Jun 27

Tip of the Week – June Recap

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Coach Monika says…

More and more adults, and of course also children and teens are showing signs of tiredness during their daily undertakings. Obviously, this is an issue with many younger athletes as well or among those undergoing sudden growth spurts. It seems College and University students are likewise affected, especially in classes after the Lunch break, leading to lack of focus and concentration. Here are tips from NeuroNation Germany.


Week 1:

Give High-Tech Gadget ‘A Break’ (especially at night)

The Journal of “Organizational Behavior and Human Decision Processes” published a study, showing that people, who use smart phones after 9:00 PM were more tired the next day, and therefore less resilient and able to perform under pressure. Transfer these findings toward athletes’ training or having to achieve performance standards! Being on the phone late at night makes it more difficult to fall asleep, and impedes regeneration of the body, especially if calls or communication involves the job or business decisions … take note Coaches!


Week 2:

Increase Daily Fluid Intake – Stay Hydrated

Tiredness and sleepiness can be ‘triggered’ by bad circulation or limited blood flow to the brain. When drinking less, the blood becomes more viscous (‘sticky), and less blood flows to the brain, resulting in tiredness. Depending on body height, determine the daily amount of fluid (about 2 liters (about 8 cups). Have a bottle of mineral water at your office desk, and at your bedside.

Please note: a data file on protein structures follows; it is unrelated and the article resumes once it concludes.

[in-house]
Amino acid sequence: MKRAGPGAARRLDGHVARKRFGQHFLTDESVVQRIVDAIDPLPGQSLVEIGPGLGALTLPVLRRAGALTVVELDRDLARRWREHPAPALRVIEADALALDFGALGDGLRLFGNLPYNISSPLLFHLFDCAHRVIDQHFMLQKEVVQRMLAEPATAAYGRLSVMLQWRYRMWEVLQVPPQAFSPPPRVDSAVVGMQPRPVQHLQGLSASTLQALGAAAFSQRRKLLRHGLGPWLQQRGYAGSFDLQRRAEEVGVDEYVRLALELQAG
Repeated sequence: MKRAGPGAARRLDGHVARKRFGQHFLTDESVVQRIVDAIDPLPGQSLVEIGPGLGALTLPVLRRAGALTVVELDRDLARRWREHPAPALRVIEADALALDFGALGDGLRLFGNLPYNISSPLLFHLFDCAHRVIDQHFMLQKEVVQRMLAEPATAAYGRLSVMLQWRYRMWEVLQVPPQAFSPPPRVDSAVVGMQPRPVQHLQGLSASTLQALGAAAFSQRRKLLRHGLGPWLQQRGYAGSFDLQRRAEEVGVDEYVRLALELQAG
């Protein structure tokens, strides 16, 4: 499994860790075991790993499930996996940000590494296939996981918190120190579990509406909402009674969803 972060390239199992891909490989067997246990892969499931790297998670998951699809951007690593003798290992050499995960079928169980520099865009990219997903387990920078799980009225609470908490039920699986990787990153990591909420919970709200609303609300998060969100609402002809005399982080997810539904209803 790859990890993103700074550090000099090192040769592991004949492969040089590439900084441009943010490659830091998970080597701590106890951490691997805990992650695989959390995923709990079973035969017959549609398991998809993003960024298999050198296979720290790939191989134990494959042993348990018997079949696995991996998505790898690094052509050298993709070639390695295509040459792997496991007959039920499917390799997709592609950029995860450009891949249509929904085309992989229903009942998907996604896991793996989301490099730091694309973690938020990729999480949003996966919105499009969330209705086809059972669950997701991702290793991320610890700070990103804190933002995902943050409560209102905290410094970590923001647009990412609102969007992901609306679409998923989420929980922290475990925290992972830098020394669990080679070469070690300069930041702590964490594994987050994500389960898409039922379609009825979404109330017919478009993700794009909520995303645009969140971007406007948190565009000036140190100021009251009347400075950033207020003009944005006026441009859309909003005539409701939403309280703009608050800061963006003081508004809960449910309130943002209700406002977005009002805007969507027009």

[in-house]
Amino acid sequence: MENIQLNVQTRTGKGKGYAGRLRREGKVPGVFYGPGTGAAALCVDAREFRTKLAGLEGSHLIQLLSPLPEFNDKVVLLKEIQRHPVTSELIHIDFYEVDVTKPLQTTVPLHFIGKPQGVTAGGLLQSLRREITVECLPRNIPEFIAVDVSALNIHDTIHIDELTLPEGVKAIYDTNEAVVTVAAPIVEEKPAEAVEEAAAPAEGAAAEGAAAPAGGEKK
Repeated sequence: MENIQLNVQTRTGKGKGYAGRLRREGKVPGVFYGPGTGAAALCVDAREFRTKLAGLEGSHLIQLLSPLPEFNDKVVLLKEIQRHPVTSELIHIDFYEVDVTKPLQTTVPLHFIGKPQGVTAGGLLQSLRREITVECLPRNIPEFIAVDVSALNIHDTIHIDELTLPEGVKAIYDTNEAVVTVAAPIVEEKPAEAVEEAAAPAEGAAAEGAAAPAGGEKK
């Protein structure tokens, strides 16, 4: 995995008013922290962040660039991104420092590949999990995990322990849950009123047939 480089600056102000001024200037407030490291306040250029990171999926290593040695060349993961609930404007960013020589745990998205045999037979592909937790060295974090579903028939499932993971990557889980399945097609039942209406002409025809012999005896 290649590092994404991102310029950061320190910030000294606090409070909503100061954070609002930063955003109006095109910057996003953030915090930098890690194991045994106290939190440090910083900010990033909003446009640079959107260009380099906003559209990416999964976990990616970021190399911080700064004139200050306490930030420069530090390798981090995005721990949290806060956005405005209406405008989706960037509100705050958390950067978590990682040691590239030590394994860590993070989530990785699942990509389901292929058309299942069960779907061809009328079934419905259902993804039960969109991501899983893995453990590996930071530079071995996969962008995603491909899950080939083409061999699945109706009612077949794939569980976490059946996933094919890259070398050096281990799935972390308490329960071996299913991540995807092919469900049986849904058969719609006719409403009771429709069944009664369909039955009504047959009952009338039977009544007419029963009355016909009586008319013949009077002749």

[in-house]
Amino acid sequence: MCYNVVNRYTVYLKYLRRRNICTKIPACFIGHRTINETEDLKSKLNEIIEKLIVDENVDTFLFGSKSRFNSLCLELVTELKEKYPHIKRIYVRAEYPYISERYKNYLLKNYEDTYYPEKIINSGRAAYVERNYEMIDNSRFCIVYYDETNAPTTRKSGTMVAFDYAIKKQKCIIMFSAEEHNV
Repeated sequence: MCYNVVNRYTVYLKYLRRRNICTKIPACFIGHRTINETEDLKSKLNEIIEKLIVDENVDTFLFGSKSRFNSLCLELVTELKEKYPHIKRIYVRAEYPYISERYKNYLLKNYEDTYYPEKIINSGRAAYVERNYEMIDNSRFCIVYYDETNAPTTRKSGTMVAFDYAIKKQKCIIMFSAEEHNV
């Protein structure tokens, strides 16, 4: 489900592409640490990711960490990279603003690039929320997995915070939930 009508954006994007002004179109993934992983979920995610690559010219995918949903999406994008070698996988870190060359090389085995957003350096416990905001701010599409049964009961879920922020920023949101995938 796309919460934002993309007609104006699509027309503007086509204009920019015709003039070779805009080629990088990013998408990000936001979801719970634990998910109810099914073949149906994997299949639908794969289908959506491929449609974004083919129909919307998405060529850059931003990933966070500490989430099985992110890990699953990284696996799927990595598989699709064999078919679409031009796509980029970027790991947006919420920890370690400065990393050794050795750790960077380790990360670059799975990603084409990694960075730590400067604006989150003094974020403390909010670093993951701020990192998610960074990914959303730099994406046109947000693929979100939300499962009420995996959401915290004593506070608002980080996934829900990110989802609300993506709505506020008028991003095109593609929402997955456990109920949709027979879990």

Week 3:

Avoid Alcohol late at Night

Most likely, children and teens may not be part of this scenario but coaches and older athletes could be affected. ‘Grabbed’ that nightcap, beer or glass of wine lately … to help you relax? Some people report that alcohol makes them sleepy and it helps them to fall asleep more easily. However, researchers found that sleep quality suffers, resulting in either restlessness or wakening sporadically because adrenalin is produced. It is recommended to avoid consuming alcohol a couple of hours prior to have optimal sleep quality.


Week 4:

Stick to ‘Lean Cuisine’

The more fatty food is consumed, the more sleep disturbances can be experienced, according to the Journal of ‘Sleep Medicine.” In addition, not only sleep was affected but tiredness during the day is attributed to the consumption of fatty food. In other words, not only your body shape but also your sleep is going to benefit from proper nutrition.

Keep the ‘Brain Fit’ use by engaging

We receive and absorb a lot of information during the day. In order to ‘survive’ the brain has to make imperative decisions on storing the information that is important, and ignoring the lesser one. The more we take in, the more demanding and stressful it is for our brain… and exhaustion sets in. According to the Journal of “Neuroscience”, even a disorderly or messy desk can produce fatigue and exhaustion! The best results have been attributed to engaging in ‘brain fitness’ exercises, and of course having quality sleep. ‘Brain fitness’ strengthens especially work related memory, which is responsible for sorting out the information base. The stronger and fitter the brain the less the chance of fatigue and exhaustion.


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